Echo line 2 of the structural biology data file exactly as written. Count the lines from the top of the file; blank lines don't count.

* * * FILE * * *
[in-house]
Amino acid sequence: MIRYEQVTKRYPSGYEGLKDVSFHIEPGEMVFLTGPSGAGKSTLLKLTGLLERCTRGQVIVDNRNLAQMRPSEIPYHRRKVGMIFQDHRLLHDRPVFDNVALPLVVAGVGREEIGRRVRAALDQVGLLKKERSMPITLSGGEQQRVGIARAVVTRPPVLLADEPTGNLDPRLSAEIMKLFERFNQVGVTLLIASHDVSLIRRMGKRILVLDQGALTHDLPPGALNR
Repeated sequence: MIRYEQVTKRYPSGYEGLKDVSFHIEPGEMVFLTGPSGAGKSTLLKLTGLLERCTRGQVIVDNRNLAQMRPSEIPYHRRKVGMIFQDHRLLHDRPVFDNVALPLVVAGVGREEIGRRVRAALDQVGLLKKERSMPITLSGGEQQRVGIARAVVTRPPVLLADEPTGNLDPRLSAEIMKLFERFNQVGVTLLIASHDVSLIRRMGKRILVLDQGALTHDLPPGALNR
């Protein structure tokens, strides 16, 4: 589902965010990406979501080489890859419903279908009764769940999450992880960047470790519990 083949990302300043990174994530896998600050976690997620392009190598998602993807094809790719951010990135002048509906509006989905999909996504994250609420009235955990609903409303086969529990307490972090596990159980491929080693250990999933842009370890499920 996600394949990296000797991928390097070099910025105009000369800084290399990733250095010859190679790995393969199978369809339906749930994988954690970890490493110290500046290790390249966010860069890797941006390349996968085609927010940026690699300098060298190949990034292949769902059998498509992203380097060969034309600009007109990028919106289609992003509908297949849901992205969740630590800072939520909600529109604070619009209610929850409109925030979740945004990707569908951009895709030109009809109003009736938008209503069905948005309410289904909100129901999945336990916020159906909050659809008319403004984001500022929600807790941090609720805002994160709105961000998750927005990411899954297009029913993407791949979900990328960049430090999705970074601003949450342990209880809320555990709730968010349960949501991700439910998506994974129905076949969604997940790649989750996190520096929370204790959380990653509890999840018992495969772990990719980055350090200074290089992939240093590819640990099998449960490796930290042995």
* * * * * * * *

Amino acid sequence: MIRYEQVTKRYPSGYEGLKDVSFHIEPGEMVFLTGPSGAGKSTLLKLTGLLERCTRGQVIVDNRNLAQMRPSEIPYHRRKVGMIFQDHRLLHDRPVFDNVALPLVVAGVGREEIGRRVRAALDQVGLLKKERSMPITLSGGEQQRVGIARAVVTRPPVLLADEPTGNLDPRLSAEIMKLFERFNQVGVTLLIASHDVSLIRRMGKRILVLDQGALTHDLPPGALNR